"BUT THEY ARE WHO WE THOUGHT THEY WERE! AND WE LET 'EM OFF THE HOOK!"
Dennis Green was the head coach for the Arizona Cardinals, and he starting yelling after the game to the media as if he didn't care that the entire nation was going to see that on ESPN the next day. He kept rambling about how the Bears were "who they they thought they were," like a madman that was making no sense.
The Bears defeated the Cardinals by a score of 24-23 on national television, and the Bears' quarterback, Rex Grossman, had, according to Aaron Schatz of footballoutsiders.com, the worst game of any quarterback going back to 1995.
Oh, and here's the thing, as he put it, "They won ANYWAY!"
The Cardinals had had a 20-0 lead at halftime. Rex Grossman in the first half had six turnovers, four interceptions and two fumbles, and Matt Leinart had torched the Bears' defense for two touchdowns in his second NFL start as a rookie quarterback.
The second half started, and the Cardinals were prepared to run out the clock, but the Bears were not having any of it. Some of those guys on that team basically were going to prove that they could have Benedict Arnold at quarterback, and they were going to win regardless.
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The Bears were down 23-3 and then Leinart went back to pass, was creamed, and the ball was picked up by safety Mike Brown who runs three yards for a touchdown.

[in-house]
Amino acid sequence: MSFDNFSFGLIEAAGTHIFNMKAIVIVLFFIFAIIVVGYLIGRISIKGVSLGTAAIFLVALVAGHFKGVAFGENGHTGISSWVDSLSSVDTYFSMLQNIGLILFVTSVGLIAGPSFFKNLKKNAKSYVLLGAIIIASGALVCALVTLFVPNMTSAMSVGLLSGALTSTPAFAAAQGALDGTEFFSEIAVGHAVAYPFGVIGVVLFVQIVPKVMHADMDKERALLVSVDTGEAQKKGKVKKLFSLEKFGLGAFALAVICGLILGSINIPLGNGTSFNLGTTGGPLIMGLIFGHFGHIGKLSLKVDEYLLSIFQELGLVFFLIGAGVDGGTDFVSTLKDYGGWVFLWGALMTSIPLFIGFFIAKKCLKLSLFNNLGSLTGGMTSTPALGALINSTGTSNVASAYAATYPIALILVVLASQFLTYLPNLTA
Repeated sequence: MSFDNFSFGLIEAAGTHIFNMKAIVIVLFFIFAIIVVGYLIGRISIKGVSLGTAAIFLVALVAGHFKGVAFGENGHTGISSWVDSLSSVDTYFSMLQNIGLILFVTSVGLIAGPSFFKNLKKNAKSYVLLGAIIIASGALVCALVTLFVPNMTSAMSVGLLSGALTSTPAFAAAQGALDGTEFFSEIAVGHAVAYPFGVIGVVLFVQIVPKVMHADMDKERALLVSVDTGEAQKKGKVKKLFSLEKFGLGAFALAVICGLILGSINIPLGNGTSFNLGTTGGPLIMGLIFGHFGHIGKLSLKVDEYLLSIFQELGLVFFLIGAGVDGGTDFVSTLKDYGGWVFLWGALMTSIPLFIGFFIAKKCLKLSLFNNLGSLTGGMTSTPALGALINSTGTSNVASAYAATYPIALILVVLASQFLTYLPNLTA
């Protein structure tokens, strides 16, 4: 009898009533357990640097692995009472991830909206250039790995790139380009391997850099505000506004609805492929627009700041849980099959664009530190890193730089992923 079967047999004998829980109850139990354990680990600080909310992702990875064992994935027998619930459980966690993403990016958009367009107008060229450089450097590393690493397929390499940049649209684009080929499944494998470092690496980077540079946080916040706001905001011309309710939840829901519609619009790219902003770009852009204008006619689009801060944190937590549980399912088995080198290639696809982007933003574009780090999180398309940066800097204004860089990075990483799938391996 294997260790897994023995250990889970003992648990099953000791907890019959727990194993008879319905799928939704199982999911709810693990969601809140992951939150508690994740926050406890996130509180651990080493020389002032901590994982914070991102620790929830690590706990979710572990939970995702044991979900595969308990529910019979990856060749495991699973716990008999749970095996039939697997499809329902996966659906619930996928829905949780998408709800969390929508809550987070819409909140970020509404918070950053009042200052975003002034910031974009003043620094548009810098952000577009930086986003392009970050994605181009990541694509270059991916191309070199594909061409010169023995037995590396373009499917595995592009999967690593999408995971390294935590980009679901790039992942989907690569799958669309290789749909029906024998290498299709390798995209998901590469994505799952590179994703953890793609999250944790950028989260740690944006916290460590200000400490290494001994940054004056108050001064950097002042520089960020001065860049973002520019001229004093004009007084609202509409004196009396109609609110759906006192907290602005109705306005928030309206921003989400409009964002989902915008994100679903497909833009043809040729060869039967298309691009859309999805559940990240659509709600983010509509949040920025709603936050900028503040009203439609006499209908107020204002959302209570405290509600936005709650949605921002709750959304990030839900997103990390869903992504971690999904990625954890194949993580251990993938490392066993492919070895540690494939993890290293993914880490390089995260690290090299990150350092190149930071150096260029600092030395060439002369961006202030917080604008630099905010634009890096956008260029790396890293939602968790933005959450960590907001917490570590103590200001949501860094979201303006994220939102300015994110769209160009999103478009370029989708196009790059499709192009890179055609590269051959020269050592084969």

Cardinals' running back Edgerrin James ran up the middle on a later drive and Brian Urlacher forced the ball out of his hands. Defensive back Charles Tillman picked it up and ran 43 yards for a touchdown. A second defensive touchdown.
The Bears then forced a fourth down, and the Cardinals punted the ball to Devin Hester who took it back 83 yards for a touchdown and the lead.
The Cardinals still had a chance to win the game with less than a minute to go. Leinart drove down the field and Neil Rackers misses a 41-yard field goal attempt. The final score: 24-23, and an angry Dennis Green.
That was the defining moment of the 2006 Chicago Bears, a team that went to the Super Bowl and lost 29-17 to the Indianapolis Colts. A defining moment is basically a game during the regular season that you would say captures what that team was like, what that team had to do to win and what that team's strengths were.
Obviously, the strengths of the Bears were that they could overcome a horrible quarterback performance, and score on special teams and defense to win games.
Is this 2010 Bears' team a Super Bowl team like the 2006 Bears were?
Well, what Dennis Green meant by the statement of, "They are who we thought they were," is that the Bears are predictable. At least those Bears were.
The thing about the Chicago Bears is that before Jay Cutler showed up, the Bears franchise was living in the past. They followed a formula made by George Halas, the team's original founder and owner, that he created while he coached the Bears from the 1920s to the late 1960s.
The Bears are tough on defense, specific middle linebackers. You look at guys like Mike Singletary, Dick Butkus, Bill George and most recently, Brian Urlacher.
Halas also believed in the running attack. The Bears have a plethora of running backs that have bronze busts in the Hall of Fame. You look to the past and you see George McAfee, Gale Sayers, Bronko Nagurski, Red Grange and Walter Payton.
The Chicago Bears have followed that blueprint their entire history, and it worked for them. The Bears have numerous NFL Championships and a win in Super Bowl XX, but there is a huge problem now. The game has changed to where this dominant style of playing is no longer as effective.